FOWC: Curtail

FOWC: Curtail


Every morning they would play Jenga in the Suzie bar, where they had spent every night before drinking Mekong whisky out of ice buckets laced with some syrupy sweet caffeine heavy tonic. The tuk-tuk drivers drank it too keep going, 30, 40, 50 hours or more, collecting the fares to send the money home to pay for their daughter’s education on the Laotian border. Their daughter would become a doctor or a teacher  and not be lured to Bangkok with empty promises of modelling work, or housekeeping for the aristocracy, all too often the shiny promises turned out to be really black lies.

They were due to take the bus to Lao in a few days and so were really enjoying the last few nights, drinking with group of like minded drunken drugged up mentalist folk met previously on the beaches of Koh Chang, the trekking paths of the Annapurna, a mental 14 hour taxi ride to Anjuna with a mind control nut. Really fun times, but this time, this morning was different and threatened to completely curtail their plans. As the lads drank strong black coffee and lit their 5th cigarette since they had got to the bar only 30 minutes ago, conversation turned to what the hell happened the night before. They were a long way from home, 6 months of travel together but with a good few months of travel still ahead of them until one of them had drunk one too many whiskeys, one of them had bought a chunk of squiggly opium, and one of them had tripped down some stairs and ended up in an alley fallen down amongst the rubbish, trousers wet and black from the stinking putrified liquid oozing from the bins only a hundred metres or so from the hostel. He’d been unable to move, barely conscious and still in the clothes he had worn when he went out the night before, the space rocket on the Tin Tin t-shirt now stained beyond repair. He didn’t have his watch any more and more irritating he no longer had his wallet, no money, no credit card, no bogus press pass used in the Press club in Delhi many months before and no fags. He was skint apart from the one low denomination bank note he still had in his pocket.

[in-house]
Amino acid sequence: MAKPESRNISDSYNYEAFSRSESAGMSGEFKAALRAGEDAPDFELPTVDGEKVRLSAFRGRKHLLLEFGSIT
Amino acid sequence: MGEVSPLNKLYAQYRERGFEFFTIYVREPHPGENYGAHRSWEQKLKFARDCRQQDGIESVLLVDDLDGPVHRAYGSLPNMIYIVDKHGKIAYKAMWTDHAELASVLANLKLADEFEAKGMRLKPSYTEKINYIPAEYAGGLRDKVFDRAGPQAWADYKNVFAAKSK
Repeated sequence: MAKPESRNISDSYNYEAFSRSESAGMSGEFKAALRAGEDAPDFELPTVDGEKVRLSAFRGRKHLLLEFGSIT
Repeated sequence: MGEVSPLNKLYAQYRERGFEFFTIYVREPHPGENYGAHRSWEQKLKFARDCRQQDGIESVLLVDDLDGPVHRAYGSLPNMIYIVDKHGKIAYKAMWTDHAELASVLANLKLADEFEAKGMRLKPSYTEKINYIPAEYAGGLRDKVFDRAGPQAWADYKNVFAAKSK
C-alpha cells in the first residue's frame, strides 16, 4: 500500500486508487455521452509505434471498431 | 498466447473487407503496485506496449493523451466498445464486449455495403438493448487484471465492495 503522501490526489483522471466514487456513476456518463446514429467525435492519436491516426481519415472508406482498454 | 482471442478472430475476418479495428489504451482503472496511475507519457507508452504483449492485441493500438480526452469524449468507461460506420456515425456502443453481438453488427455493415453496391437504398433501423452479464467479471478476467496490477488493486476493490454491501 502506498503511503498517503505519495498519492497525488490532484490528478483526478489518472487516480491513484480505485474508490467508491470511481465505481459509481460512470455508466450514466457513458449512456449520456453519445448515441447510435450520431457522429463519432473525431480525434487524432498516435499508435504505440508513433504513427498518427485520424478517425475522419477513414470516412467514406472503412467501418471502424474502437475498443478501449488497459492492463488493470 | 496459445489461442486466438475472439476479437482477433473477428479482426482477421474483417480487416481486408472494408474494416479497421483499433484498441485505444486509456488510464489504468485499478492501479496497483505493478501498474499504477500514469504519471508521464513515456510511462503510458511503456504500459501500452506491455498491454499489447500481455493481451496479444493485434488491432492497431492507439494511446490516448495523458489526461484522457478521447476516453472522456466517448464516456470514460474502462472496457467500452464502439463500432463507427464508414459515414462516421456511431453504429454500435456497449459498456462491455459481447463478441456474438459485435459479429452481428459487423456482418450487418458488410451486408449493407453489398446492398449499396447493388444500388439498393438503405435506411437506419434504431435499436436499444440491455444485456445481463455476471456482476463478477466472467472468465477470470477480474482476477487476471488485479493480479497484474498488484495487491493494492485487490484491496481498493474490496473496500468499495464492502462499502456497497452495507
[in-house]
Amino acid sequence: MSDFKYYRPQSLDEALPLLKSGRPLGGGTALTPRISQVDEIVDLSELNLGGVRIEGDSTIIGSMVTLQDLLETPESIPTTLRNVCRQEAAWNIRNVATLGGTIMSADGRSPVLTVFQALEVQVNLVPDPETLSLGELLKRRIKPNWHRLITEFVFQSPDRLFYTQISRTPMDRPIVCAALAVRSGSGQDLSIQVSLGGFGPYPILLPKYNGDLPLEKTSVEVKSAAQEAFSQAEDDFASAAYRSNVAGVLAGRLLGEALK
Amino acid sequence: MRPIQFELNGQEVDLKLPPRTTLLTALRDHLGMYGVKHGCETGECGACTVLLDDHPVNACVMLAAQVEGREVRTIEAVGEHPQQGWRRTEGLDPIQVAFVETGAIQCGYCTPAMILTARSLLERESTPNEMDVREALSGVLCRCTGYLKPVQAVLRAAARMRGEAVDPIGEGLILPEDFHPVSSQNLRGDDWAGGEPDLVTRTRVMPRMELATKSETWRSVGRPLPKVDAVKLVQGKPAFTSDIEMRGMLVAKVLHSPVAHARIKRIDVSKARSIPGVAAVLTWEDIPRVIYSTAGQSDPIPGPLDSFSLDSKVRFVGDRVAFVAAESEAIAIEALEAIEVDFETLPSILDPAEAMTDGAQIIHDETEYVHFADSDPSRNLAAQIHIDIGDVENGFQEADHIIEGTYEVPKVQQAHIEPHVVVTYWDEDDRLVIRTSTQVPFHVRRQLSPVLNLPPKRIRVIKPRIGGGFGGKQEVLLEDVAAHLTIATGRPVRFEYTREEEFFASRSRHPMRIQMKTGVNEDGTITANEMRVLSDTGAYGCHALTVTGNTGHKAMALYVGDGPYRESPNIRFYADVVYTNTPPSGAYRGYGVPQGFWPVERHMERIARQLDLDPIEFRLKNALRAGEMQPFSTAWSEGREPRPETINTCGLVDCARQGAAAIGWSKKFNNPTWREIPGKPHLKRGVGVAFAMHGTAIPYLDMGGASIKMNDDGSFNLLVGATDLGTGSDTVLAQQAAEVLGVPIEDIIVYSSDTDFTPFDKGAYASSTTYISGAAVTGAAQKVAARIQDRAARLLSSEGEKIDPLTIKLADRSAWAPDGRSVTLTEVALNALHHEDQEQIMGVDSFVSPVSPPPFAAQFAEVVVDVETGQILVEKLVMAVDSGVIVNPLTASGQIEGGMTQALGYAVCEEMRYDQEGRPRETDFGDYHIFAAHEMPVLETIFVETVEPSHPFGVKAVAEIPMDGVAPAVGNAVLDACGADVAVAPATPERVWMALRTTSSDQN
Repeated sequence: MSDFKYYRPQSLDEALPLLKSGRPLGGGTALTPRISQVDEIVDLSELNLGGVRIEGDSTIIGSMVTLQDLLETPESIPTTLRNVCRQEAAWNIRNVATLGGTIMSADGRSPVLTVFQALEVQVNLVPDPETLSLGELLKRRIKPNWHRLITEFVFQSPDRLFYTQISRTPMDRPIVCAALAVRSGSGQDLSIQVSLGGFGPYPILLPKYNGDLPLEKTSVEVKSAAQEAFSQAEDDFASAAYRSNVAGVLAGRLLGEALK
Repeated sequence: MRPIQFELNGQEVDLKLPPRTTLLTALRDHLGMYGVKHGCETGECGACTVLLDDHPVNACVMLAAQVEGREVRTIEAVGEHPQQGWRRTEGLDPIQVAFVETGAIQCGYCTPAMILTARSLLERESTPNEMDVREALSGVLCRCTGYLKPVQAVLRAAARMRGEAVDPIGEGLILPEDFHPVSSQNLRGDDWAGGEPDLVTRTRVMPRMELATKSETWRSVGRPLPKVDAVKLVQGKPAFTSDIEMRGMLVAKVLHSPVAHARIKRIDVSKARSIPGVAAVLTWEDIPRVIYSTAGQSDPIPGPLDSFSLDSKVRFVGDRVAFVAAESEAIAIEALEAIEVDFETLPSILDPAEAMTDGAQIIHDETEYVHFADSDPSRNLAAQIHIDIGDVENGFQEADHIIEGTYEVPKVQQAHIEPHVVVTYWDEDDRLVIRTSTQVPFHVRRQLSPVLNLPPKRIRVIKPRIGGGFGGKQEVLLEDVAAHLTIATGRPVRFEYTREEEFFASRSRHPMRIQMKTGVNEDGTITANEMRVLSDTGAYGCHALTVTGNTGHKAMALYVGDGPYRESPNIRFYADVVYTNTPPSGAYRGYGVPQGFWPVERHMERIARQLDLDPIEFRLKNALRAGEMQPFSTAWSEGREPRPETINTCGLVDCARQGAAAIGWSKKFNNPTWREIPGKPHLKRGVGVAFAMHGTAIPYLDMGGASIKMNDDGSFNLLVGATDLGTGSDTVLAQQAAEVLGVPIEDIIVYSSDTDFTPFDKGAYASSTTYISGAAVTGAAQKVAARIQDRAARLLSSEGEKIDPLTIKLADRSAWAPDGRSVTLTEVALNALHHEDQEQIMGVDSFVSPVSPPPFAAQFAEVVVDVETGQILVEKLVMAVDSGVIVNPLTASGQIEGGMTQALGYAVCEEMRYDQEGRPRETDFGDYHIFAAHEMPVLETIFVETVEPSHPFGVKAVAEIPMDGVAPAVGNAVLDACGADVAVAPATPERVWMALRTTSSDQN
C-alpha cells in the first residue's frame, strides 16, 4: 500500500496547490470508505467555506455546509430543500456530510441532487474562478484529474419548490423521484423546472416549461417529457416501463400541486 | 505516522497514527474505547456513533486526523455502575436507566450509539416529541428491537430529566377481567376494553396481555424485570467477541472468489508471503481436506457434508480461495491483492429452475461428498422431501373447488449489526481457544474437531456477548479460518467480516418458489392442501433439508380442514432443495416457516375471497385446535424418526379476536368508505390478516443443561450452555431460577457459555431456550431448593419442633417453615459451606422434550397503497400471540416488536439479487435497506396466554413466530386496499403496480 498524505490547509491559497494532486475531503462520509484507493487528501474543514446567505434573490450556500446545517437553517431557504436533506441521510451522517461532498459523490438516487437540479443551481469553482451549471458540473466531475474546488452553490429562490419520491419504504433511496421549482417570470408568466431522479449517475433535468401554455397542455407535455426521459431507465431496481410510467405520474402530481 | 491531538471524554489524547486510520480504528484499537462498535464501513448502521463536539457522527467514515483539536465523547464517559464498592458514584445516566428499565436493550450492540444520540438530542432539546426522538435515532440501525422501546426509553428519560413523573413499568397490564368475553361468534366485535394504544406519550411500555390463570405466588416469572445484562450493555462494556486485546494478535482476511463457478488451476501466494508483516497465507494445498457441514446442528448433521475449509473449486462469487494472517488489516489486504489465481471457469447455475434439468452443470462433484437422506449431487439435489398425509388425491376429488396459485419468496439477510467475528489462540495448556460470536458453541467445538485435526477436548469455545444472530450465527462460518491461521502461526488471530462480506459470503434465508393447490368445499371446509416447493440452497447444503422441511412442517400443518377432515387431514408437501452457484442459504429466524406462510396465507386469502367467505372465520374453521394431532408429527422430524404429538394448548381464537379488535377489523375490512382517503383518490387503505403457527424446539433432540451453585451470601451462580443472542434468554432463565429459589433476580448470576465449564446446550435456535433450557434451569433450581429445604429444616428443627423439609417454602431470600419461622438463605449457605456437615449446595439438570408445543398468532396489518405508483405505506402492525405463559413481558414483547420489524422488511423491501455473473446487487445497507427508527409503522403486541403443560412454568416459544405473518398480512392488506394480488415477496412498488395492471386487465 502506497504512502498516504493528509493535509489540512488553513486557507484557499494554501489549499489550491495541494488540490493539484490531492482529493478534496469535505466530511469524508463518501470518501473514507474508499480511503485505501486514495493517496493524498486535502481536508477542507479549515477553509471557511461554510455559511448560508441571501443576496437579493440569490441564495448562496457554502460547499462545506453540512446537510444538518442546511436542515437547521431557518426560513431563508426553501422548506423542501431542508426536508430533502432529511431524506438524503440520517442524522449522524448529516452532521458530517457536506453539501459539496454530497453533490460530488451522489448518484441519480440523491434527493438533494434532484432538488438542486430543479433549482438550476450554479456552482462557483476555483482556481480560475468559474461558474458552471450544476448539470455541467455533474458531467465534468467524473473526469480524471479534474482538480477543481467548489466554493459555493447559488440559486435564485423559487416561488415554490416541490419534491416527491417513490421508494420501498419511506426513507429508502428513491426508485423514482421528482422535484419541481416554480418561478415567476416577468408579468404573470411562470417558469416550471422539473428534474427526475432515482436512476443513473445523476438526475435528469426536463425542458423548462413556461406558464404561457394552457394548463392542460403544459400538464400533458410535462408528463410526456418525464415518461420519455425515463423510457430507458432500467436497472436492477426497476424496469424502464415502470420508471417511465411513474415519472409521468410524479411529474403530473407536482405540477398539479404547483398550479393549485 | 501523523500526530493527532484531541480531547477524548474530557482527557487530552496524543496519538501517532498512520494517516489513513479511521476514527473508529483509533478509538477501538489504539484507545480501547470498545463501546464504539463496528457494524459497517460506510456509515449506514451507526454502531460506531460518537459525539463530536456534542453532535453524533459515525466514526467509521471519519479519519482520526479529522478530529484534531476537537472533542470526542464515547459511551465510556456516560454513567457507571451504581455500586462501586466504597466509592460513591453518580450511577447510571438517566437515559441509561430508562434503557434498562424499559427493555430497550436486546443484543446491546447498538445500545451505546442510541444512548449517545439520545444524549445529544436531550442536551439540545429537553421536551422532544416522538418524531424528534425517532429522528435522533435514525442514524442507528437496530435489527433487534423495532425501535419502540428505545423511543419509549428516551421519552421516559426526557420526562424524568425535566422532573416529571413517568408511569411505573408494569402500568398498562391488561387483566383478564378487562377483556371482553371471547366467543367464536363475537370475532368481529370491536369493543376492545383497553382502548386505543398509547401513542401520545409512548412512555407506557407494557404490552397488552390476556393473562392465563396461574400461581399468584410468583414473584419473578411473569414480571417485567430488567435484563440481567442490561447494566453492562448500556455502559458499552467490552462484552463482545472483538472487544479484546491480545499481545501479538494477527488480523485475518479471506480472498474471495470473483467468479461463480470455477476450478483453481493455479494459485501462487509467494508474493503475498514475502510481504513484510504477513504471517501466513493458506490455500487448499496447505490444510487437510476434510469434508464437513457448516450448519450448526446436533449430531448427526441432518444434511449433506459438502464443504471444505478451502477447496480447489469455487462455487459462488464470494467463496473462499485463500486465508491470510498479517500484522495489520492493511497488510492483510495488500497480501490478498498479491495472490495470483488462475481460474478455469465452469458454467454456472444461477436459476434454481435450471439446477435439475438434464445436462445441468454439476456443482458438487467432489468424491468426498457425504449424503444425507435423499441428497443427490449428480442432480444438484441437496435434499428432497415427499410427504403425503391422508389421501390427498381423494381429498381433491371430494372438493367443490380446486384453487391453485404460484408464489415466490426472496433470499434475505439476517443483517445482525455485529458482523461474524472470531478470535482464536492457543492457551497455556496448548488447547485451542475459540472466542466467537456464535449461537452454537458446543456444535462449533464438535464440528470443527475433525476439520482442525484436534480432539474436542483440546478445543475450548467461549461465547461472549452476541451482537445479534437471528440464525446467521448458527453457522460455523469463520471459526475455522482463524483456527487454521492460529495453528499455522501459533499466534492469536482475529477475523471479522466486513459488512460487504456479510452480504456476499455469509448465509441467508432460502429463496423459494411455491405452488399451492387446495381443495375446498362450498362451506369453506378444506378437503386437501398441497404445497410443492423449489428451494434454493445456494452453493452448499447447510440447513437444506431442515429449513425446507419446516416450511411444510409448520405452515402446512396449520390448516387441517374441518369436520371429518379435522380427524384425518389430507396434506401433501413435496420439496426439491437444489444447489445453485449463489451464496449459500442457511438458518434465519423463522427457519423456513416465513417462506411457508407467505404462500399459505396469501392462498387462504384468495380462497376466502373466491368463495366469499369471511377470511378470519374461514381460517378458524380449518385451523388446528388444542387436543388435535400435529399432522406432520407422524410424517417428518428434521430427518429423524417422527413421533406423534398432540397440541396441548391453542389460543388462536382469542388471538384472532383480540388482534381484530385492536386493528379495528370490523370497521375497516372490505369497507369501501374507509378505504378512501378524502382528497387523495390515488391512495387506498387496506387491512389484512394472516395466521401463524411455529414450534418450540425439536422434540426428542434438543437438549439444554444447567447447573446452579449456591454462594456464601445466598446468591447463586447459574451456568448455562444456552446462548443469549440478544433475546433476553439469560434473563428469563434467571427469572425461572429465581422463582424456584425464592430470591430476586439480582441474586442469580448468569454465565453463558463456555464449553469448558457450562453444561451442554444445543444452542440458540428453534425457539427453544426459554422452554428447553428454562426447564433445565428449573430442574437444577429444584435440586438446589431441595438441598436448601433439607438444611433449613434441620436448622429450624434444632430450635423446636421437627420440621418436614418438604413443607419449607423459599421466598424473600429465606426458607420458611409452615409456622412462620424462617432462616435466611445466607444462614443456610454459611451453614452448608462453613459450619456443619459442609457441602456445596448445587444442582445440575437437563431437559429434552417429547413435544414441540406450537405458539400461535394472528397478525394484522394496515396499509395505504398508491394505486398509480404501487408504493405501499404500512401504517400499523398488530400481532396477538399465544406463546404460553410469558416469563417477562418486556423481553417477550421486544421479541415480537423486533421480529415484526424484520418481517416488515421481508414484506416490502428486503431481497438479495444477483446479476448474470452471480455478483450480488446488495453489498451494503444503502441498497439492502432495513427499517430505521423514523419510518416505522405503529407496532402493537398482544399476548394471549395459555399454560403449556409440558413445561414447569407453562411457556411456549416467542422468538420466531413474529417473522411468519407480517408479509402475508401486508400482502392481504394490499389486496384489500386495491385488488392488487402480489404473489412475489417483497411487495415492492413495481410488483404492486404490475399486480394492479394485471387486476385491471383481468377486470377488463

The other one bought a round of ice cold lagers, the condensation racing downwards to the join the damp ring under the glass where the bargirl had placed it on the wooden bar top. The raised their glasses and chinked them, they both knew only one of them would be getting the bus to the border, the other would be waiting it out in the  stinking dead air of the hostel room until he could change his flight back.

A sinking feeling.


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